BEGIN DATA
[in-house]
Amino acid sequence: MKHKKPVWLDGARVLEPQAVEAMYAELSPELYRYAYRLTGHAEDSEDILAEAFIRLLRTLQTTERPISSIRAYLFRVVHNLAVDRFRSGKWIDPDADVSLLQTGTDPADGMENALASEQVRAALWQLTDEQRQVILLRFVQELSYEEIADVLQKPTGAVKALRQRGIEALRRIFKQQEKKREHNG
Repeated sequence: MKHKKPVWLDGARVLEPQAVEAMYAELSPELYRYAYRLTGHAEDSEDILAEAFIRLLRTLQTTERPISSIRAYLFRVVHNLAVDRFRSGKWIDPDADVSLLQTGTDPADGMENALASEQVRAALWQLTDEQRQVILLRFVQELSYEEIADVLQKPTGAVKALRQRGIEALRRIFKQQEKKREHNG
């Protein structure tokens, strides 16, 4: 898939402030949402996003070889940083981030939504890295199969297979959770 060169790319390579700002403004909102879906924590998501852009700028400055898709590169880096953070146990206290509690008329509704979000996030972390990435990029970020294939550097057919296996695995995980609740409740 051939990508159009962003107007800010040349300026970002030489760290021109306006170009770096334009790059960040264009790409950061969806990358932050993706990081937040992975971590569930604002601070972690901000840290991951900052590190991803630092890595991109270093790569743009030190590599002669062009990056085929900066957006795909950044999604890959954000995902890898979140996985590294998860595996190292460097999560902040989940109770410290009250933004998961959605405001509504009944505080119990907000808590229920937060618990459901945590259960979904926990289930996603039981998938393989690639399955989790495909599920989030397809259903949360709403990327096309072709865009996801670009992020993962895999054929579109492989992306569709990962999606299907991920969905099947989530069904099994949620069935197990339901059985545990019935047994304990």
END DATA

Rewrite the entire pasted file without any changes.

[in-house]
Amino acid sequence: MKHKKPVWLDGARVLEPQAVEAMYAELSPELYRYAYRLTGHAEDSEDILAEAFIRLLRTLQTTERPISSIRAYLFRVVHNLAVDRFRSGKWIDPDADVSLLQTGTDPADGMENALASEQVRAALWQLTDEQRQVILLRFVQELSYEEIADVLQKPTGAVKALRQRGIEALRRIFKQQEKKREHNG
Repeated sequence: MKHKKPVWLDGARVLEPQAVEAMYAELSPELYRYAYRLTGHAEDSEDILAEAFIRLLRTLQTTERPISSIRAYLFRVVHNLAVDRFRSGKWIDPDADVSLLQTGTDPADGMENALASEQVRAALWQLTDEQRQVILLRFVQELSYEEIADVLQKPTGAVKALRQRGIEALRRIFKQQEKKREHNG
């Protein structure tokens, strides 16, 4: 898939402030949402996003070889940083981030939504890295199969297979959770 060169790319390579700002403004909102879906924590998501852009700028400055898709590169880096953070146990206290509690008329509704979000996030972390990435990029970020294939550097057919296996695995995980609740409740 051939990508159009962003107007800010040349300026970002030489760290021109306006170009770096334009790059960040264009790409950061969806990358932050993706990081937040992975971590569930604002601070972690901000840290991951900052590190991803630092890595991109270093790569743009030190590599002669062009990056085929900066957006795909950044999604890959954000995902890898979140996985590294998860595996190292460097999560902040989940109770410290009250933004998961959605405001509504009944505080119990907000808590229920937060618990459901945590259960979904926990289930996603039981998938393989690639399955989790495909599920989030397809259903949360709403990327096309072709865009996801670009992020993962895999054929579109492989992306569709990962999606299907991920969905099947989530069904099994949620069935197990339901059985545990019935047994304990």